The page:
Although I am sure there are more Ending Man machines in circulation, I hope that this list of models / small tweaks can show everyone how this clone company had continuously adjusted their S-500 product, over the short duration of a few years, before advancing to a NOAC-based clone.

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Hiryuu no Ken Game Bundle

For the past several months, collectors and gamers alike have been going crazy about Nintendo’s recent release of the NES Classic and Famicom Mini, cutesy plug ‘n play machines shaped as smaller versions of the gaming consoles we hold dear to our hearts. Back when the releases were announced, I had heard that these were being done to celebrate the 30th year anniversary of the NES, but the dates don’t totally match up, so who knows, maybe I am just having a dumb moment. Either way, I discovered a neat little bundle a few weeks ago, and I wanted to share it with everyone. Since I don’t read much Japanese, maybe my search queries are just atrocious, though I prefer to think that the item I am about to unveil is just really obscure.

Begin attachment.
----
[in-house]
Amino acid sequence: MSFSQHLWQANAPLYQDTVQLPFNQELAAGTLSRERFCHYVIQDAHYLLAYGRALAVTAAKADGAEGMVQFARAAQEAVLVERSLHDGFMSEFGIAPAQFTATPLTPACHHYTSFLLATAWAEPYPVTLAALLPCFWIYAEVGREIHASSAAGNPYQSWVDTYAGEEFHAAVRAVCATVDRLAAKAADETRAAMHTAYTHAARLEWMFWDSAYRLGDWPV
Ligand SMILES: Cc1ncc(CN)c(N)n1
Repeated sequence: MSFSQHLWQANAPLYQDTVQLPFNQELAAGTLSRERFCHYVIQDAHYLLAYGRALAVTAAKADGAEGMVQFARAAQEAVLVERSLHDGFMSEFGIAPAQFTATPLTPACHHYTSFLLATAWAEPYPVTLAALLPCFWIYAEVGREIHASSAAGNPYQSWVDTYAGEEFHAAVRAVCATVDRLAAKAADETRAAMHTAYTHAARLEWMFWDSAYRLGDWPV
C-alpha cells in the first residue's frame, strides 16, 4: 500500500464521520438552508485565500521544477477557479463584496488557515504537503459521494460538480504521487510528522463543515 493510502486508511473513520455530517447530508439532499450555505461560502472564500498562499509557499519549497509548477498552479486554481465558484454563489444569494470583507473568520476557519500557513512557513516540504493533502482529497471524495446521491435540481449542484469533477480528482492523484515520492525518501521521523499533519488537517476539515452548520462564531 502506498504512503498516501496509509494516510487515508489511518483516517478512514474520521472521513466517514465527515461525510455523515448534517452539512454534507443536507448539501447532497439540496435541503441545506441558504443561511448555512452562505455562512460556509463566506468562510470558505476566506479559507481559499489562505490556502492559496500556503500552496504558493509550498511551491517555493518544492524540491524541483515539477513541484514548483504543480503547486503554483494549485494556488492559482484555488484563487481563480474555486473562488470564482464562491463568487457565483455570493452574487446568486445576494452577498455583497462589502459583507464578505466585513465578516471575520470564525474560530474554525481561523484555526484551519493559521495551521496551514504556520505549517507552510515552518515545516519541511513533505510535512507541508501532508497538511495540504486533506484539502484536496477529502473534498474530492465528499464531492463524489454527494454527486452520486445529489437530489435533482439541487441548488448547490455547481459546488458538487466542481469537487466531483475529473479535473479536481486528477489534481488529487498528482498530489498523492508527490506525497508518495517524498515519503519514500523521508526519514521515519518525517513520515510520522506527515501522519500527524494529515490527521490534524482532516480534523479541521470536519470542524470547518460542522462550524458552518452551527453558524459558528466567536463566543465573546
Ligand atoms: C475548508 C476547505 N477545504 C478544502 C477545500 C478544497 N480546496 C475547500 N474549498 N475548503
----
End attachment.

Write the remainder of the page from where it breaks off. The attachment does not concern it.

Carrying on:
The Hiryuu no Ken (Fist of the Flying Dragon) game series first appeared on the scene in 1985, lining arcades in Japan and North America. The franchise would continue to find success on a number of different gaming platforms, finishing up with a Japanese-exclusive release on Game Boy Color, Hiryuu no Ken Retsuden GB. This chapter of the series would appear right before Christmas of 2000.

Recently I had been surfing the net and I stumbled upon the following:

Hiryuu no Ken Retsuden Box Set?

Hiryuu no Ken Retsuden Box Set?

Note the words “20th Anniversary” in the corner of the box. At first blush, it seemed as though this was a special commemorative package that would pair the Hiryuu no Ken Retsuden game with part three of the Famicom series, 5 Nin no Ryuu Senshi. What 20th anniversary would have been celebrated though? That of the game franchise, or perhaps the original release of Hiryuu no Ken III? Also, could such an awesome feat as Culture Brain making their Famicom game available for purchase so late after its release be real? The more I thought about the package, the more questions I had, and finally curiosity got the best of me. By then, it was just a matter of waiting for the package to arrive, so that I could examine things for myself.

When things finally did arrive, I decided to take a peak at the rear of the box before cracking it open.